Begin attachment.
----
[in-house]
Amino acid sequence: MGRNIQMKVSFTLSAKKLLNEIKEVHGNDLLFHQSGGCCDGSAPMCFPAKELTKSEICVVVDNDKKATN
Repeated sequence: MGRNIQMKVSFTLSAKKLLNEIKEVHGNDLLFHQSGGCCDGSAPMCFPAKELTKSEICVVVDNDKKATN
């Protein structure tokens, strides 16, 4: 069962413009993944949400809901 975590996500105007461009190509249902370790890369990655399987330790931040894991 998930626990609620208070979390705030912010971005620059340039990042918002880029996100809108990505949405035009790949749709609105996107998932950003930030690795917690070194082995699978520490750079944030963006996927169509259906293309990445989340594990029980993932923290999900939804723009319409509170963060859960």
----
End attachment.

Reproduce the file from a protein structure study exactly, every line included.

[in-house]
Amino acid sequence: MGRNIQMKVSFTLSAKKLLNEIKEVHGNDLLFHQSGGCCDGSAPMCFPAKELTKSEICVVVDNDKKATN
Repeated sequence: MGRNIQMKVSFTLSAKKLLNEIKEVHGNDLLFHQSGGCCDGSAPMCFPAKELTKSEICVVVDNDKKATN
């Protein structure tokens, strides 16, 4: 069962413009993944949400809901 975590996500105007461009190509249902370790890369990655399987330790931040894991 998930626990609620208070979390705030912010971005620059340039990042918002880029996100809108990505949405035009790949749709609105996107998932950003930030690795917690070194082995699978520490750079944030963006996927169509259906293309990445989340594990029980993932923290999900939804723009319409509170963060859960």